Untreated open wounds usually result in skin infections that are caused by bacteria. Their skin may appear to be red, moist, and sometimes with pus. Depending on your GSD’s immune system, it may worsen over time.

Change of Season

As seasons change, so does the GSD’s coat. They will grow more coats in winter to warm themselves up. German Shepherd dry skin in winter is more common. Indoor heaters can make their skin too dry and uncomfortable.

Hormonal Disorders

GSDs are more vulnerable to hormonal disorders attributed to their genetics. It is believed that one or both parents may carry the faulty gene. Listed below are some of the common hormonal diseases.

  • Pituitary Dwarfism is a growth disorder characterized by retention of puppy coat longer than usual but will eventually shed off resulting in baldness. They usually have shortened legs and scally, hyperpigmented skin due to very poor immune systems.
  • Cushing’s Disease is the overproduction of cortisol. It mostly affects middle-aged and older GSDs. Some symptoms are, panting, hair loss, weight gain, drinking more water than usual, and urinating more often.

How To Treat German Shepherd Dry Itchy Skin

It is best for you to bring your GSD puppy or dog to a veterinarian as soon as possible if you notice that there are changes on its skin, particularly reddening of the skin. Skin allergies are not always caused by food intolerance so you better have your GSD checked.

If it is an allergy, your veterinarian will prescribe corticosteroids, antihistamines, and even antibiotics if necessary. These medications will address your GSD’s immediate problem with its red itchy skin.

There are also other options in treating the skin problems of your GSD. You can use herbal remedies or homeopathic remedies to help your pet get rid of its health problem.

See also  When Should You Spay or Neuter a German Shepherd?

If the cause is due to old age, you should also take note that it may be time for your German Shepherd to retire from being a working dog.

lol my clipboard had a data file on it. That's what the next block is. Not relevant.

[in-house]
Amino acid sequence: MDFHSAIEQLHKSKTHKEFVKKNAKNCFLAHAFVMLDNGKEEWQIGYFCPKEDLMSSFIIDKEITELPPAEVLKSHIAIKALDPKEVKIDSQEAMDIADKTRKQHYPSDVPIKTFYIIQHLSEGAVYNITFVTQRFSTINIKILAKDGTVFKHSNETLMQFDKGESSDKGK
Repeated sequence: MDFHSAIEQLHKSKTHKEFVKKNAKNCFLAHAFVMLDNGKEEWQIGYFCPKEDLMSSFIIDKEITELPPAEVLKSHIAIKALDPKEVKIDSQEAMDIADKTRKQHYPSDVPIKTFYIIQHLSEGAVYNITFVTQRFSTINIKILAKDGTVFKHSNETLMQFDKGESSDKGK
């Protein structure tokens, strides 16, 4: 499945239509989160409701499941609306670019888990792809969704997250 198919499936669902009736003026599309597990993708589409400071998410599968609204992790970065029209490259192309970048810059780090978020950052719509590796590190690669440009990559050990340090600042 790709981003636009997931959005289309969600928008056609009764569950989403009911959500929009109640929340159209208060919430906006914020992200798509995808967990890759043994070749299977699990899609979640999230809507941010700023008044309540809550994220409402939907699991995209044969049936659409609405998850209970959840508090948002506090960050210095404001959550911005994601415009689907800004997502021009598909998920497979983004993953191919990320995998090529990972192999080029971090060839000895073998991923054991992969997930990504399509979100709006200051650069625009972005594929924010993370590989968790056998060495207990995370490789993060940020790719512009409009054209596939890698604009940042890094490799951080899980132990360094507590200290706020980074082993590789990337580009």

Lastly, if there are no other underlying causes of your GSD’s dry itchy skin, you may bath them regularly. Use dog shampoo that is free from any chemicals or perfumes. Make sure to check the ingredient so there are no allergens included.

Research and modern medicine have helped us to discover proper treatments for different kinds of skin issues our GSDs are currently suffering. There are different approaches to healing certain skin irritations. Some may be resolved quickly, though some may need long-term observation and oral medications.

Food Elimination

Identifying which foods cause your GSD allergies is the first step. Feed your GSD one food at a time. This way, you can monitor if it will develop an intolerance. Don’t forget to keep a diary of what you feed your GSD. This can help determine the exact allergen that’s causing your GSD to have itchy skin.

Diet Change

Changing your dog’s diet can help alleviate scratching and itching. Wet foods might make dogs more allergic, so opt for the finest dry food with all of the essential nutrients to help your dog grow and maintain his or her gut health.

Visit your veterinarian for advice on which diet is best for your dog.

Omega-3

Giving correct vitamins and mineral supplements is a good German Shepherd dry skin remedy. A vet-recommended dose of Omega-3 fatty acids can be beneficial for your GSD’s skin and coat. It will also help strengthen your GSD’s immune system making wounds to heal faster and fight off skin allergies.